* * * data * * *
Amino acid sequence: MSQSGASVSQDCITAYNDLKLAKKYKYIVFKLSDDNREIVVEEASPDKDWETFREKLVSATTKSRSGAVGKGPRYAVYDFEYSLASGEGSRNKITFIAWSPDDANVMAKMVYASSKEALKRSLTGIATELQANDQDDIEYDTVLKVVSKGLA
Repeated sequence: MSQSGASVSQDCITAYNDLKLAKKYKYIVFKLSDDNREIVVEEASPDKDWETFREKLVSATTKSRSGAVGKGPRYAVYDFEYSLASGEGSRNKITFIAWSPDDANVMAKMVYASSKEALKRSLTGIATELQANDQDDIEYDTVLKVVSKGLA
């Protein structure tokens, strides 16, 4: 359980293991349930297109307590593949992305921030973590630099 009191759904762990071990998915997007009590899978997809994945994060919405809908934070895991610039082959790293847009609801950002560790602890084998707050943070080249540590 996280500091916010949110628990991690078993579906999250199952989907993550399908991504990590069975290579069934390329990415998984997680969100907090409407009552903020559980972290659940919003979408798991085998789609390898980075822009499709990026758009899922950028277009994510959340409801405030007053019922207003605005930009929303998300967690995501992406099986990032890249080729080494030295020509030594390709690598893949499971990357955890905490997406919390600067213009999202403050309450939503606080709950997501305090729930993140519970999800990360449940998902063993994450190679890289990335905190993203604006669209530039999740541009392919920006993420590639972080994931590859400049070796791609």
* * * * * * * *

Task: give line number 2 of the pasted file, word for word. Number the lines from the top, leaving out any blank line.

Repeated sequence: MSQSGASVSQDCITAYNDLKLAKKYKYIVFKLSDDNREIVVEEASPDKDWETFREKLVSATTKSRSGAVGKGPRYAVYDFEYSLASGEGSRNKITFIAWSPDDANVMAKMVYASSKEALKRSLTGIATELQANDQDDIEYDTVLKVVSKGLA